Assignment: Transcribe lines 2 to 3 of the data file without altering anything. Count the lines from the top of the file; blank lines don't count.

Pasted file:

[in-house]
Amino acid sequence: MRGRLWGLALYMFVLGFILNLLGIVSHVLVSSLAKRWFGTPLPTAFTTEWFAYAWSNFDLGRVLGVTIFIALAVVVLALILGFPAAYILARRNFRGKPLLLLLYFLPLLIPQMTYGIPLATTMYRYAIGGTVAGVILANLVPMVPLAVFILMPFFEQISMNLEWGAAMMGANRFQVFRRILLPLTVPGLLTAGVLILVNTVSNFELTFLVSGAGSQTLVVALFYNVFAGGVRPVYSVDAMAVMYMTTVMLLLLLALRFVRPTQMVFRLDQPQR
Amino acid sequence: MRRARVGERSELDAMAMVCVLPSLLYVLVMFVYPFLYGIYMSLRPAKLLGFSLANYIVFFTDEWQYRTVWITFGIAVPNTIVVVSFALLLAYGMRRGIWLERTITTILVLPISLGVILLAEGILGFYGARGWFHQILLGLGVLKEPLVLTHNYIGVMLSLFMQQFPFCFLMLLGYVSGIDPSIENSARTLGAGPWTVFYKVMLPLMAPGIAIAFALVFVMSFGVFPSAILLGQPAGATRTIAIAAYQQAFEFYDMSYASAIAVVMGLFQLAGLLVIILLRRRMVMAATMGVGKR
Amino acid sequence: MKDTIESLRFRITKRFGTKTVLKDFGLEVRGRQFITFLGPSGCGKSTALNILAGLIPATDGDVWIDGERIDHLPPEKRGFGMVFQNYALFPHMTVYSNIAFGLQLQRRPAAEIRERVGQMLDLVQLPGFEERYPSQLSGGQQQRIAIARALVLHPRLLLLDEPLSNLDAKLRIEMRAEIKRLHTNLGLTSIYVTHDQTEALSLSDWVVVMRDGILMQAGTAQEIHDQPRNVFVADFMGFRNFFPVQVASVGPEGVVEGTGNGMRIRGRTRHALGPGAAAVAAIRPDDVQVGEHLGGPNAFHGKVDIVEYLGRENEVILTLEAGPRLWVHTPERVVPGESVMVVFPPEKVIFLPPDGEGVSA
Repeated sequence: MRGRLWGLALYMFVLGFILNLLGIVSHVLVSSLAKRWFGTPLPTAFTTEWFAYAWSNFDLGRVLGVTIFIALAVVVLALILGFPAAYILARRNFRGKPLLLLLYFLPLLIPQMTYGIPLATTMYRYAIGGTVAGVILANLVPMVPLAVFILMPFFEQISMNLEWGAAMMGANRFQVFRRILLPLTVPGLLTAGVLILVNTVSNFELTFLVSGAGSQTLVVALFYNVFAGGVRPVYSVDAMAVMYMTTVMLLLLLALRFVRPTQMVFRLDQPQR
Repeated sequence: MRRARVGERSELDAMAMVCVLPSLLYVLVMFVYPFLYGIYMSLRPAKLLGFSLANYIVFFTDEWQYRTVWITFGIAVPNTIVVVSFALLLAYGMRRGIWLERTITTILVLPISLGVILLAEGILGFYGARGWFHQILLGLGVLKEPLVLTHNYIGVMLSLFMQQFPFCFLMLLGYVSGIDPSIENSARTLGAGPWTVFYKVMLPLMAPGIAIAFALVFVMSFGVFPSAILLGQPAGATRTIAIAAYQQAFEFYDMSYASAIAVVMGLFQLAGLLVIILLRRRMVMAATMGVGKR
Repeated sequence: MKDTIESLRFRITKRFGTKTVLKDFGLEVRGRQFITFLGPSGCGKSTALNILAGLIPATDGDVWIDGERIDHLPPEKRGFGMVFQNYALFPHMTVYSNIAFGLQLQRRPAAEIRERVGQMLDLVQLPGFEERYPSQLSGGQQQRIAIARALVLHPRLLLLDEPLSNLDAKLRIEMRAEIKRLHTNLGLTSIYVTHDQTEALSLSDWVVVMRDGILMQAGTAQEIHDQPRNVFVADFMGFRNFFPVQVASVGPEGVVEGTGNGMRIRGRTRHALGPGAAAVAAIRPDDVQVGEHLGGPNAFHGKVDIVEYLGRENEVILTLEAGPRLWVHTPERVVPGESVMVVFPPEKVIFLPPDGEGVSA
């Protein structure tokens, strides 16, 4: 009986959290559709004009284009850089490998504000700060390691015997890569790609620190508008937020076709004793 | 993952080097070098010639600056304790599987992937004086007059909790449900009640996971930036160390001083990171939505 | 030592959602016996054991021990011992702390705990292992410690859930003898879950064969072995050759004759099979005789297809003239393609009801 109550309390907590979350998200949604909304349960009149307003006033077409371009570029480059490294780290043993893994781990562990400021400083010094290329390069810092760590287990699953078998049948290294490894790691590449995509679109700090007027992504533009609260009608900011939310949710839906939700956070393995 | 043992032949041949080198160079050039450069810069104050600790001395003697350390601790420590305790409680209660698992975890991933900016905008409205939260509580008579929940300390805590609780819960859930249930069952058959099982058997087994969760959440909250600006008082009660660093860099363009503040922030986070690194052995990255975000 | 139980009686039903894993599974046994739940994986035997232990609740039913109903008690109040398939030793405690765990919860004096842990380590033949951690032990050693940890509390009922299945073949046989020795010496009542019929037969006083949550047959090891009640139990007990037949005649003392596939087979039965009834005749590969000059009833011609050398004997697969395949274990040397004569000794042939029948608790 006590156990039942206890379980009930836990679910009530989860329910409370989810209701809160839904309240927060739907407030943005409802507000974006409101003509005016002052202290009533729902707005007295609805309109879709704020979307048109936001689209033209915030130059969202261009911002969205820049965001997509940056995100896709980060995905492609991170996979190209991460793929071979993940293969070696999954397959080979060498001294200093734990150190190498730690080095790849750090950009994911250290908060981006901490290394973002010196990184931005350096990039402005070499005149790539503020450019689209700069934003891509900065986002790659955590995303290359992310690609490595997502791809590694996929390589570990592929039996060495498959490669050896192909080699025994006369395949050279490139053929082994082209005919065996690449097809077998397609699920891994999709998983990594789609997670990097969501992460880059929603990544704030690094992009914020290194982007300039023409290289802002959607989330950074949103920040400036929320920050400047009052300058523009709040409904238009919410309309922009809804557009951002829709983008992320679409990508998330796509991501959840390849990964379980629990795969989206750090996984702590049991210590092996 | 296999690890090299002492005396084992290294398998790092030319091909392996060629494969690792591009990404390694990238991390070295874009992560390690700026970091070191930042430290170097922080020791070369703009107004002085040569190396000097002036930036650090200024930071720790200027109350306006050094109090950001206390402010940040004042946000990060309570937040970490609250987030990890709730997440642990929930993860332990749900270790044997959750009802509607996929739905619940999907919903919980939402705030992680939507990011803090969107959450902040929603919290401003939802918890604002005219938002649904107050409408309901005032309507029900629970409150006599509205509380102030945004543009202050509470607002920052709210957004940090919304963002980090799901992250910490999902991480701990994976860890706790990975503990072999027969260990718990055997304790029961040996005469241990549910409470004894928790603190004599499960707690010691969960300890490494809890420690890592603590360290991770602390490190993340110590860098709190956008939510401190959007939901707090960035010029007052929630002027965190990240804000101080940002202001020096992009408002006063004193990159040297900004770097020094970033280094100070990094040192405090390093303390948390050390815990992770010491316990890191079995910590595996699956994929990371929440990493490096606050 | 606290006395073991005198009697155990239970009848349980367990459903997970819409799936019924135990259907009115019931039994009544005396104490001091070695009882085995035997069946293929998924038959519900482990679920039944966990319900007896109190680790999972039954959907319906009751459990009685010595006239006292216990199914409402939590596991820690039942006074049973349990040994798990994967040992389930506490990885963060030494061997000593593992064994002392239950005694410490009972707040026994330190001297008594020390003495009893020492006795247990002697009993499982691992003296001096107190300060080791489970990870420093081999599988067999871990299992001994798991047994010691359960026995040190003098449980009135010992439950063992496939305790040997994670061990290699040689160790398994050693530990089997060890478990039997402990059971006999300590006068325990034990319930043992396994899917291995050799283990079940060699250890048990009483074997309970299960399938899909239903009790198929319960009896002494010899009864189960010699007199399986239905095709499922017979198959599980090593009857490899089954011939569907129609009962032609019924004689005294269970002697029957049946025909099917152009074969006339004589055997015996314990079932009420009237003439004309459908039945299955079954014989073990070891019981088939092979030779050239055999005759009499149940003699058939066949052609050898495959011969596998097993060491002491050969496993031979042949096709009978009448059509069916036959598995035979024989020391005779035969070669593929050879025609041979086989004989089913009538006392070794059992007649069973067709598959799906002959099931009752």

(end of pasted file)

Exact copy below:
Amino acid sequence: MRGRLWGLALYMFVLGFILNLLGIVSHVLVSSLAKRWFGTPLPTAFTTEWFAYAWSNFDLGRVLGVTIFIALAVVVLALILGFPAAYILARRNFRGKPLLLLLYFLPLLIPQMTYGIPLATTMYRYAIGGTVAGVILANLVPMVPLAVFILMPFFEQISMNLEWGAAMMGANRFQVFRRILLPLTVPGLLTAGVLILVNTVSNFELTFLVSGAGSQTLVVALFYNVFAGGVRPVYSVDAMAVMYMTTVMLLLLLALRFVRPTQMVFRLDQPQR
Amino acid sequence: MRRARVGERSELDAMAMVCVLPSLLYVLVMFVYPFLYGIYMSLRPAKLLGFSLANYIVFFTDEWQYRTVWITFGIAVPNTIVVVSFALLLAYGMRRGIWLERTITTILVLPISLGVILLAEGILGFYGARGWFHQILLGLGVLKEPLVLTHNYIGVMLSLFMQQFPFCFLMLLGYVSGIDPSIENSARTLGAGPWTVFYKVMLPLMAPGIAIAFALVFVMSFGVFPSAILLGQPAGATRTIAIAAYQQAFEFYDMSYASAIAVVMGLFQLAGLLVIILLRRRMVMAATMGVGKR